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The US has been undertaking an irregular form of foreign aid, Sovereign Bond Guarantees, which entails guaranteeing some of the public debt of their allies, source here: https://www.cgdev.org/blog/whither-us-sovereign-bond-guarantee-program

The entire idea is that some states cannot access financing because they are not perceived as trustworthy, stable, or established enough. This creates a negative spiral, as high interest rates increase the probability of default. Guaranteeing the debt is bound to decrease the interest rate, making financing much easier and cheaper.

My question is: Has any other state done anything like this before? Who, when, where? Guarantees of private debt are common, but are there any other cases of state debt being guaranteed?

Is this an efficient form of foreign aid?

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  • $\begingroup$ Hi, welcome to economics.se. I edited your question, removing question where you were asking for opinions on the mater because as explicitly mentioned in our help center opinion based questions are considered off topic. $\endgroup$
    – 1muflon1
    May 25 at 22:31
  • $\begingroup$ In the United States following World War 2 debt guarantees, for student loans and other domestic programs, were a way to create off budget (off balance sheet) credit enhancements that did not contribute directly to the so-called national debt in the year(s) the loans were issued. However when defaults are paid in the programs the government would own the defaulted asset and use Treasury borrowing or taxes to make guaranteed payments. So the Sovereign Battery (Fed/Treasury system) enables Congress to insure (guarantee) cash flow to subsidized programs paid by increasing the float of Treasuries. $\endgroup$ May 26 at 1:44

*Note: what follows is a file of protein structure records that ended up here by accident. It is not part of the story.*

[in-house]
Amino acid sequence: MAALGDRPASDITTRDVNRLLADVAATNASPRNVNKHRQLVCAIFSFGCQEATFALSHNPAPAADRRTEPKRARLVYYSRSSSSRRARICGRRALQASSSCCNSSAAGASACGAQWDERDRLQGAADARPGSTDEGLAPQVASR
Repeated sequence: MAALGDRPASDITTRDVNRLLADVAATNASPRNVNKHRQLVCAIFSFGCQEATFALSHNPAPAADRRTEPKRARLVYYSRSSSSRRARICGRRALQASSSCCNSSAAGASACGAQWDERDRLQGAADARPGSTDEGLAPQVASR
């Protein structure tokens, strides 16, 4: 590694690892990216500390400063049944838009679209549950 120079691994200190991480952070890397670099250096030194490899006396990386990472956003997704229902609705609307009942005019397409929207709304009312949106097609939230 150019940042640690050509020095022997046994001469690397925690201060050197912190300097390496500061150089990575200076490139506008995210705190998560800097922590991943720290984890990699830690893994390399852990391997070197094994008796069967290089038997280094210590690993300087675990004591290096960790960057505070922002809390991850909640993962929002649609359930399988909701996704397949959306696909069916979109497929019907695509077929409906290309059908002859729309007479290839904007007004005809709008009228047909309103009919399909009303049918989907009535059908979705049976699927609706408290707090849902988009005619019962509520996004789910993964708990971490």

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Has any other state done anything like this before? Who, when, where?

Yes, one (relatively) recent example from 2010 is EU member states guaranteeing portion of Greek debt see the Guardian article about it (although technically the countries are all in loose (con)federation).

Another example could be UK guaranteeing Irish land bonds in between 1920–1938 (see Foley-Fisher & McLaughlin 2016).

It is also commonly done by supranational organizations such as World Bank (of course World Bank is not a state but it gets its funds from donor states so you can view it as donor states running the program through the World Bank).

Is this an efficient form of foreign aid?

Well this is extremely broad question because efficiency could be examined from multiple angles, and as always an important question in public economics is compared to what?

The abovementioned research by Foley-Fisher & McLaughlin (2016) shows that such guarantees can reduce but not eliminate the risk premium. So they have a positive effect on reducing country's servicing costs. However, I am not aware of literature that would compare and contrast efficacy of this foreign aid program relative to some other programs that might perhaps use the same resources more efficiently. This being said debt guarantee is likely to be much less costly for donor country, so it would not be unreasonable to conjecture that it could be part of efficient foreign aid policy mix.

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